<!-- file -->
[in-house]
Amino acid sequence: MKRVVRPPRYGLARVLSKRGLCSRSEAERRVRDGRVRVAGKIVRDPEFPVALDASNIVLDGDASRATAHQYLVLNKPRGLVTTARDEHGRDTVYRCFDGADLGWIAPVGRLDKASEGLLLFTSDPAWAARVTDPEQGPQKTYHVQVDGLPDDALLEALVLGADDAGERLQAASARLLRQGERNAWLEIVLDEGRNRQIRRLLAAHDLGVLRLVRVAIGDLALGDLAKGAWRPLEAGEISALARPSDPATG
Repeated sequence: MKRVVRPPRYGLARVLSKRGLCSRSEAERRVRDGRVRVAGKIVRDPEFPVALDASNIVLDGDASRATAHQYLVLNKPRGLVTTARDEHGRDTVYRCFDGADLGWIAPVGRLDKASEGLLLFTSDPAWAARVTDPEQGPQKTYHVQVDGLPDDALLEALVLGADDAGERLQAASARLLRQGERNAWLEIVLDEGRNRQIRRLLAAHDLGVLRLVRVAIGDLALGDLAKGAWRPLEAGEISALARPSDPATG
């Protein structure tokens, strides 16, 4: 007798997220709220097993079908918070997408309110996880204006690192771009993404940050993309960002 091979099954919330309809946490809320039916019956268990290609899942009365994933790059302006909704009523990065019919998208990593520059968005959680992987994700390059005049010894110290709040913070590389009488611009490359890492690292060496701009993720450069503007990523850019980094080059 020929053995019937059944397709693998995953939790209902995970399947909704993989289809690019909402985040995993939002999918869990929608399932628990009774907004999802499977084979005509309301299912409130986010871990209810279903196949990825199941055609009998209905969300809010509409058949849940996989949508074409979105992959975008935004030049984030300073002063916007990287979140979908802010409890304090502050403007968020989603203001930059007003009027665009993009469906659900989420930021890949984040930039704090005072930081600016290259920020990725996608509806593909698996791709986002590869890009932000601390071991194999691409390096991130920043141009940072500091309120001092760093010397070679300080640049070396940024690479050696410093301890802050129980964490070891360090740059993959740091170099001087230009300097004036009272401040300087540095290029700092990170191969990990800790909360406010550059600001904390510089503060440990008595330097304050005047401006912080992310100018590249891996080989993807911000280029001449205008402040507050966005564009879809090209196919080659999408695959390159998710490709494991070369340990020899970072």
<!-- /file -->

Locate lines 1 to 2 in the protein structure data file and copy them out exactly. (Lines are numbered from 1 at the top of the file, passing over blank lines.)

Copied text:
[in-house]
Amino acid sequence: MKRVVRPPRYGLARVLSKRGLCSRSEAERRVRDGRVRVAGKIVRDPEFPVALDASNIVLDGDASRATAHQYLVLNKPRGLVTTARDEHGRDTVYRCFDGADLGWIAPVGRLDKASEGLLLFTSDPAWAARVTDPEQGPQKTYHVQVDGLPDDALLEALVLGADDAGERLQAASARLLRQGERNAWLEIVLDEGRNRQIRRLLAAHDLGVLRLVRVAIGDLALGDLAKGAWRPLEAGEISALARPSDPATG